Next up, down Highway 1 was Crane Point in Marathon. It's a beautiful nature center with trails detailing the local flora and fauna as well as the building shown below, which was owned by George Adderley, a Bahamian immigrant who originally lived on the property. I arrived just in time to hop on a guided tour led by the lovely couple, Dinata and Andy. We traveresed the property in a elongated golf cart while Dinata gave insightful information interjected with bouts of humor by her husband Andy. There were Butterflies, Strangler Trees and even a snake, which much to my revulsion, Dinata tried to wrangle.
The drive continued to Seven Mile Bridge. There are actually two bridges here. The original railroad bridge built by Heny Flagler was damaged in a hurricane in 1935. It was then repaired and made into an automobile bridge, then again damaged by another hurricane in 1960. It has since reopened as a pedestrian connecter to Pigeon Key. The newer, bigger automobile bridge was built in 1978 and strectches the full 7 miles from Knights Key to Little Duck Key, and has remained free of hurricane damage thus far. It totals about 2 miles in distance on the pedestrian bridge to Pigeon Key, and yes I walked it... and back. The pics are below, and I think you will agree, it was well worth the blister and leg cramp.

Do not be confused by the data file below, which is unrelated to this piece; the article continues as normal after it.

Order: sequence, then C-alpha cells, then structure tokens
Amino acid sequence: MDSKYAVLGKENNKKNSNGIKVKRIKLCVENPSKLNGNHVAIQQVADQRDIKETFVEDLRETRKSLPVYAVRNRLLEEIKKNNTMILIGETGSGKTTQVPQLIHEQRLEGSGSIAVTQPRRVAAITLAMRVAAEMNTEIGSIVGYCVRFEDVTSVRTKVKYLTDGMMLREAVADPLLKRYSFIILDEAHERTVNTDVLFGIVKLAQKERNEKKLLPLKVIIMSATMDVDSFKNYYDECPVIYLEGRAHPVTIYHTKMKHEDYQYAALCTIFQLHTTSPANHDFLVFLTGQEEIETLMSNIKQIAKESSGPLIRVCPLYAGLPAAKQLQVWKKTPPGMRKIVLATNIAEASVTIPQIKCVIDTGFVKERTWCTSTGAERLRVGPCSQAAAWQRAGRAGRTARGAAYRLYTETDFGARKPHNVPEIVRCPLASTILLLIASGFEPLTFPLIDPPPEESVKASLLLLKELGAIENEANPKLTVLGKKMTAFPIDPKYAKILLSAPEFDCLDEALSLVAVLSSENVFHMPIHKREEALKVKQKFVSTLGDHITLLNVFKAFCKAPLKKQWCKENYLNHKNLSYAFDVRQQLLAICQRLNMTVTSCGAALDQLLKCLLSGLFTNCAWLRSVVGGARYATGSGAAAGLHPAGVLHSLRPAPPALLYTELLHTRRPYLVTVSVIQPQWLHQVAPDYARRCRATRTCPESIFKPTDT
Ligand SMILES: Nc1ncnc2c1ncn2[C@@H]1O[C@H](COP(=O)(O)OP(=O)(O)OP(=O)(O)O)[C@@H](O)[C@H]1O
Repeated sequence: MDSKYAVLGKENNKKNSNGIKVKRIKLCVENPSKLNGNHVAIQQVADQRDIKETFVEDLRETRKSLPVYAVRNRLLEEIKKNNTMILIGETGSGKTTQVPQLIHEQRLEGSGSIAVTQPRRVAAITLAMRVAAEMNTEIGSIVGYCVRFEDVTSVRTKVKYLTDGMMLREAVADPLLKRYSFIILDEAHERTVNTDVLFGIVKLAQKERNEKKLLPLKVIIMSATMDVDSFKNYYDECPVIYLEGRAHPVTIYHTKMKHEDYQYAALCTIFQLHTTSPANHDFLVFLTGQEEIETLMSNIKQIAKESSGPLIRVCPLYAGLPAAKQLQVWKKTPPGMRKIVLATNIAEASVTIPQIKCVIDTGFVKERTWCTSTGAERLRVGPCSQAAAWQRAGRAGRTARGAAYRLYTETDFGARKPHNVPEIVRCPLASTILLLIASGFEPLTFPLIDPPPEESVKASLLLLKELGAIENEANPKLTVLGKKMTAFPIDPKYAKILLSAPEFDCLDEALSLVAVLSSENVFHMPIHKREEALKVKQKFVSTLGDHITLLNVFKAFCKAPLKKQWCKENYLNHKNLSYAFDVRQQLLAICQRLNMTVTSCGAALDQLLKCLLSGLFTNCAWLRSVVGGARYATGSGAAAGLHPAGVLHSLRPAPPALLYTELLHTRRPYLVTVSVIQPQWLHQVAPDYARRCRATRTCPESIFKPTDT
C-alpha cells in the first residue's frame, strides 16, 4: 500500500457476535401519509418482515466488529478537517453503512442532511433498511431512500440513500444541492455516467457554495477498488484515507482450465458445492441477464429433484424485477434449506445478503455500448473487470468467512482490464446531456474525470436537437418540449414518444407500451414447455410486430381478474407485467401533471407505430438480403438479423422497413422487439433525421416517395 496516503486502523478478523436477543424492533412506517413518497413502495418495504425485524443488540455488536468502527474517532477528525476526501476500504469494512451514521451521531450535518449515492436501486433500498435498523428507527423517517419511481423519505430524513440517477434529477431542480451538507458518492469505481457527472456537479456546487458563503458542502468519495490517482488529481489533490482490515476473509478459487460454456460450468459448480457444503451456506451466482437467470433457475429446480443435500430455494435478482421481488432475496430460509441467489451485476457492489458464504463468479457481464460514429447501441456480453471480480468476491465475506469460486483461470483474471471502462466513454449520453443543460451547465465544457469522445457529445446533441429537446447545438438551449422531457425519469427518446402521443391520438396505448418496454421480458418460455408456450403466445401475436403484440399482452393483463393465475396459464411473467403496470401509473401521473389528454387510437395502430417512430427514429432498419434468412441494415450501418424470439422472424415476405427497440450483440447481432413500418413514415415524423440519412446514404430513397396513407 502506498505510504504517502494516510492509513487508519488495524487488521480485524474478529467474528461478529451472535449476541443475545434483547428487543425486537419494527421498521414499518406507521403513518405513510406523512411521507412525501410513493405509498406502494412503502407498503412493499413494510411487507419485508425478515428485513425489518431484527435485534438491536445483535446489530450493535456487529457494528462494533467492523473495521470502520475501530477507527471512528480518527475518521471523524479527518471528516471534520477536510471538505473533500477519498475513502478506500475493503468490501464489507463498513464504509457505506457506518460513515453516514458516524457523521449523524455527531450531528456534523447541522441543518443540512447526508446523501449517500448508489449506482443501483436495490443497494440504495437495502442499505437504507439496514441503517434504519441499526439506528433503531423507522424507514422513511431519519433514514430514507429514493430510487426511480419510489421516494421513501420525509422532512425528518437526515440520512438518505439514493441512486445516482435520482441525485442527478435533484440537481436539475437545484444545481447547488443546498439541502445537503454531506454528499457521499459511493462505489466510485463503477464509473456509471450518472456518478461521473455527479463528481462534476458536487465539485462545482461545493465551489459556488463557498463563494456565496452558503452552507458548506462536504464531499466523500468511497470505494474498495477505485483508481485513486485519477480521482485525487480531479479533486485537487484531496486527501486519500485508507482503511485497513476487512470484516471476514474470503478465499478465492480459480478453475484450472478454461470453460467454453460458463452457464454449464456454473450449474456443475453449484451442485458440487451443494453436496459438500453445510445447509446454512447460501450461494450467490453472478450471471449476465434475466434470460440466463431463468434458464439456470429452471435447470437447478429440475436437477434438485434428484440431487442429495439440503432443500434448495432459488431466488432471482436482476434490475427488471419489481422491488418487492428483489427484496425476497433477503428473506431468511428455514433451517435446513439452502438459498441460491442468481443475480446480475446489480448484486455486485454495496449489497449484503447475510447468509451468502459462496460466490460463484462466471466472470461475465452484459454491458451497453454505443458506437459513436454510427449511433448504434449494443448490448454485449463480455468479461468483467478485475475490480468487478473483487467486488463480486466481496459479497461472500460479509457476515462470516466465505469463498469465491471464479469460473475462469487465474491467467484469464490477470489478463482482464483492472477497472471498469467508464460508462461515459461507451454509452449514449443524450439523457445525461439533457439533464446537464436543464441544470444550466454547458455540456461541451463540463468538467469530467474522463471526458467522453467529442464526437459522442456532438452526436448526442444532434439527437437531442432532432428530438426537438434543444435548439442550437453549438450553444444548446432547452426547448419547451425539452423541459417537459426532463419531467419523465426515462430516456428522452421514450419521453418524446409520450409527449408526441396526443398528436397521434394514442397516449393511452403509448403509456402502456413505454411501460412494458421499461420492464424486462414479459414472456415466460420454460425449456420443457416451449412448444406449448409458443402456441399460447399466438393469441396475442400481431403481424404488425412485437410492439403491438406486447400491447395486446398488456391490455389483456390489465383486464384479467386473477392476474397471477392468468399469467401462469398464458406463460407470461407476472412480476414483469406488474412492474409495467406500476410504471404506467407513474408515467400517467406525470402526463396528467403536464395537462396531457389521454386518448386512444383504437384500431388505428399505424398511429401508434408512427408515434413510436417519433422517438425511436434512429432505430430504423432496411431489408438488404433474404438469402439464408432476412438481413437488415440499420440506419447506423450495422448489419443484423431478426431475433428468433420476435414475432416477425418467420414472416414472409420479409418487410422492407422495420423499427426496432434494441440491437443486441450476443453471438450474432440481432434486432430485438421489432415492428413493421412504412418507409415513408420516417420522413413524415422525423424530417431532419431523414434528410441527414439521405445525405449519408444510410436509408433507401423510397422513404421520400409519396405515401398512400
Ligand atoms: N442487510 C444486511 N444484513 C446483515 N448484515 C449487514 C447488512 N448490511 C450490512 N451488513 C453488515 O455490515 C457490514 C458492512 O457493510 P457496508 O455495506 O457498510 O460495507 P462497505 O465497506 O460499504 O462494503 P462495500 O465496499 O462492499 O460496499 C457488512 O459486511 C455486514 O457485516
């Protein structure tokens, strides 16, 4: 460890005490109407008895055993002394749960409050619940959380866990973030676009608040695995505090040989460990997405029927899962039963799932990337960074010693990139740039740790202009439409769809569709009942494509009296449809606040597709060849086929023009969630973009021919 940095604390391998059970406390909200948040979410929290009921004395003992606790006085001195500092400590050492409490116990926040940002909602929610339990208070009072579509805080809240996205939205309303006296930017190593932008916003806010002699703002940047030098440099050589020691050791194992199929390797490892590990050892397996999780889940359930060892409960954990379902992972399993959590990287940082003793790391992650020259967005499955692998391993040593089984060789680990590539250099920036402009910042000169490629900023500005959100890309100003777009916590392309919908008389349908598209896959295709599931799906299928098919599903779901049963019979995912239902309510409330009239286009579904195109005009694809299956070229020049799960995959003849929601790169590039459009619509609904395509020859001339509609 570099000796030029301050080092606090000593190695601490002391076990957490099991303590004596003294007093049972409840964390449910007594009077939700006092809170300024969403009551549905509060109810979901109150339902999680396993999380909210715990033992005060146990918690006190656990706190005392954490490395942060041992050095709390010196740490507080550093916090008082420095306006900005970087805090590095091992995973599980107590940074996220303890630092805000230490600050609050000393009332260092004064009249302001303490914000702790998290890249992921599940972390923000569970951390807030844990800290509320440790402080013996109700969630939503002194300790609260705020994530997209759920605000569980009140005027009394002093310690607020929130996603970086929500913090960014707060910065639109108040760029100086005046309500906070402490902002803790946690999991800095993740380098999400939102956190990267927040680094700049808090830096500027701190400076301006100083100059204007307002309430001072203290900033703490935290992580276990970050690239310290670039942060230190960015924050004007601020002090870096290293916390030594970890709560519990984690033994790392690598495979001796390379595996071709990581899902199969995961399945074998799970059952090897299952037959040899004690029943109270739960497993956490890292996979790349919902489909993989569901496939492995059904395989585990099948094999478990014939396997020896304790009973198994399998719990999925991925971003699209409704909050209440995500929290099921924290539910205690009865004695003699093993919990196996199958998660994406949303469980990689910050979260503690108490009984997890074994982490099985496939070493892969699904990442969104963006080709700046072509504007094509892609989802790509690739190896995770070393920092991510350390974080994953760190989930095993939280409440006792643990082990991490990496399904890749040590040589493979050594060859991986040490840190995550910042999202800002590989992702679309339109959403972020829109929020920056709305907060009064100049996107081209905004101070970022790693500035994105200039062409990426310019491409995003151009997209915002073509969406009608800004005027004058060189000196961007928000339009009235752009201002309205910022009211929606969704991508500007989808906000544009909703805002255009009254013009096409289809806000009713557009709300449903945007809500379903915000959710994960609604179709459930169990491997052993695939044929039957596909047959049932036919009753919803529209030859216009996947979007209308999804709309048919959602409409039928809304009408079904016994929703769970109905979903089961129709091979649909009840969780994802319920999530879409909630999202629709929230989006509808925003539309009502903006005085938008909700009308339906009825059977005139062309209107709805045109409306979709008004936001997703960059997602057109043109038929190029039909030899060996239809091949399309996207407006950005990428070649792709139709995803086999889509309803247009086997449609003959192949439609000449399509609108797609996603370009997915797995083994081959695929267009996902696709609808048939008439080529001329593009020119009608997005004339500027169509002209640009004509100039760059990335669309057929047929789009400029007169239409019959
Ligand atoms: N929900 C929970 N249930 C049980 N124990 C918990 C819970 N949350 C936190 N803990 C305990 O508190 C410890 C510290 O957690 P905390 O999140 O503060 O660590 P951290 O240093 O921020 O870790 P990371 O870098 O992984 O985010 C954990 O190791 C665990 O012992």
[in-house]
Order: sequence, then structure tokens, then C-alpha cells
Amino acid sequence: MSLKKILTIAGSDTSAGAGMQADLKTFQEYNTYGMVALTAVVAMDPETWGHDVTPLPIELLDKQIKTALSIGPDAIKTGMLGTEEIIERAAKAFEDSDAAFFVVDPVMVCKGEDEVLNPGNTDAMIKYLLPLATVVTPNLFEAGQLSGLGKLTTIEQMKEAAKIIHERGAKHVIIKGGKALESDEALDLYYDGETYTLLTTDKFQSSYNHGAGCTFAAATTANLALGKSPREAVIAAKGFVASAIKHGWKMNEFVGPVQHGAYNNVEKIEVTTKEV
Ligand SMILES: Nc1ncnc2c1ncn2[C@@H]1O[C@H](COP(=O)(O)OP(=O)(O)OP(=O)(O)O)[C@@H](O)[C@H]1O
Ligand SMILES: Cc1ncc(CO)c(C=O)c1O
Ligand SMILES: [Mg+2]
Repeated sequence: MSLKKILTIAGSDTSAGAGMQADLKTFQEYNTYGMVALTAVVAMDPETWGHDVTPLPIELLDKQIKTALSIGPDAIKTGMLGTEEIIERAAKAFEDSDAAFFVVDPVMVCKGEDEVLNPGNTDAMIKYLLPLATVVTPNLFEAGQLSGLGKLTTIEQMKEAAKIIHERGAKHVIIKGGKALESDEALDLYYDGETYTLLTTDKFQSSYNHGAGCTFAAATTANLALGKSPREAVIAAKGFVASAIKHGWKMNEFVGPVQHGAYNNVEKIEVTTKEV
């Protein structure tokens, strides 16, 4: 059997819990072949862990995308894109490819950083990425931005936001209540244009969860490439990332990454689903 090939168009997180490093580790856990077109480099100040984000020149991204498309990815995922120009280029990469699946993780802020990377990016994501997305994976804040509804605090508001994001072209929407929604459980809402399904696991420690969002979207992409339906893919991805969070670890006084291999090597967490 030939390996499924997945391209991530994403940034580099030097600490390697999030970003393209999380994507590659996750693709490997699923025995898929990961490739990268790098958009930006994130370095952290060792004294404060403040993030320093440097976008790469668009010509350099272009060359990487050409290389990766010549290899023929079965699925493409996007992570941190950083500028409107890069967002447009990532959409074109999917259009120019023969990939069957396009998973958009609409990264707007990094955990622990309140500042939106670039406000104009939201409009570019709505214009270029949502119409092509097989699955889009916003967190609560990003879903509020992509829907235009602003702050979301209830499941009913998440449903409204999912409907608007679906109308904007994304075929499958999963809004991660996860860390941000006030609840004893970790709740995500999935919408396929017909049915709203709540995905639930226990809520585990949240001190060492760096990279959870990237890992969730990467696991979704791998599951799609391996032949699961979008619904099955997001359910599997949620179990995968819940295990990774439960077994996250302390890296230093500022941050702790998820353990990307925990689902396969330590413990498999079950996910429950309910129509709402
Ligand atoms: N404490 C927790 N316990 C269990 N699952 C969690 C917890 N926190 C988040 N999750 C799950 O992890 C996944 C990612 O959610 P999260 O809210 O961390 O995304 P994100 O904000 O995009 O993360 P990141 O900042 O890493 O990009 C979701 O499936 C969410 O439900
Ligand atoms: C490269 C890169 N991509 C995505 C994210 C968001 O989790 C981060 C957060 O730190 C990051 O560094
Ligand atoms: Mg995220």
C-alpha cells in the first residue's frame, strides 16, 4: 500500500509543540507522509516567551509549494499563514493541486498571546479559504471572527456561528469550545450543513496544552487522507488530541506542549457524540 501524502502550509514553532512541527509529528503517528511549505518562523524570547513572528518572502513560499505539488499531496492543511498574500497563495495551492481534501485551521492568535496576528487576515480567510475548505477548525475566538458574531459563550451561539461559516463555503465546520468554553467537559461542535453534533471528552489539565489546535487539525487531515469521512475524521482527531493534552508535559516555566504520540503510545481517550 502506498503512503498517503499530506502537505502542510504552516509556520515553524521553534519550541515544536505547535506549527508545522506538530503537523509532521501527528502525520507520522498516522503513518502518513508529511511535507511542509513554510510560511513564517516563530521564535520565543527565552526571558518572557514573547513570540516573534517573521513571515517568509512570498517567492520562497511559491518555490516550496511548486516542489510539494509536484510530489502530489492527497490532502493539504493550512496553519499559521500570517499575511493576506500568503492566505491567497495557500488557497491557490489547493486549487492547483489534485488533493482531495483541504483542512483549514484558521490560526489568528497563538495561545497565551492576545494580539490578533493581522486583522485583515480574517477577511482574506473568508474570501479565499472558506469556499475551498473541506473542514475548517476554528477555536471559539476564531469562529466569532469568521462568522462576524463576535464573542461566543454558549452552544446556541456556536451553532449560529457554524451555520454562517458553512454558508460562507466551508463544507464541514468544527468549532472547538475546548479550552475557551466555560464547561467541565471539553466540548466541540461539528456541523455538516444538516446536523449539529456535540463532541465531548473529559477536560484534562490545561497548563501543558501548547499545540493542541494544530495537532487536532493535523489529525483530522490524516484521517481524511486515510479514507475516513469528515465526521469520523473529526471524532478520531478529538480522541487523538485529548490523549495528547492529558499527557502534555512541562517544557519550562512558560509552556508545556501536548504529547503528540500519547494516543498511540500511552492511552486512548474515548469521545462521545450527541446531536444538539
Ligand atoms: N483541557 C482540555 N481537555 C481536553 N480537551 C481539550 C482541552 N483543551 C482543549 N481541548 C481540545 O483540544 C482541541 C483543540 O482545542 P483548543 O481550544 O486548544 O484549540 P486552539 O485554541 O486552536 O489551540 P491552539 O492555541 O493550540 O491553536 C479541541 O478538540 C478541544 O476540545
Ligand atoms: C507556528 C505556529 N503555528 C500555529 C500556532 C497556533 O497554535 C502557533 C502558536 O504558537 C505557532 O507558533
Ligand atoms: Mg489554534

Once on Pigeon Key, you get the feeling that you have entered the compound occupied by The Others on Lost. Slightly clinical and disurbing, but tropical, beautiful and isolated.
The next stop was at The Turtle Hospital. Anyone who knows me, knows that the way to my heart is through a Sea Turtle (well, Elephants, good music, and pasta work too). Sadly for me, since it is a working hospital, tours are at set times and are heavily booked on weekends, so I didn't get a chance to actually take the tour and see the Turtles, but I did get to snap the adorable ambulance below (thankfully it was not away on a Sea Turtle emergency). Next time. I mean it!
Check back for the final installment, KEY WEST!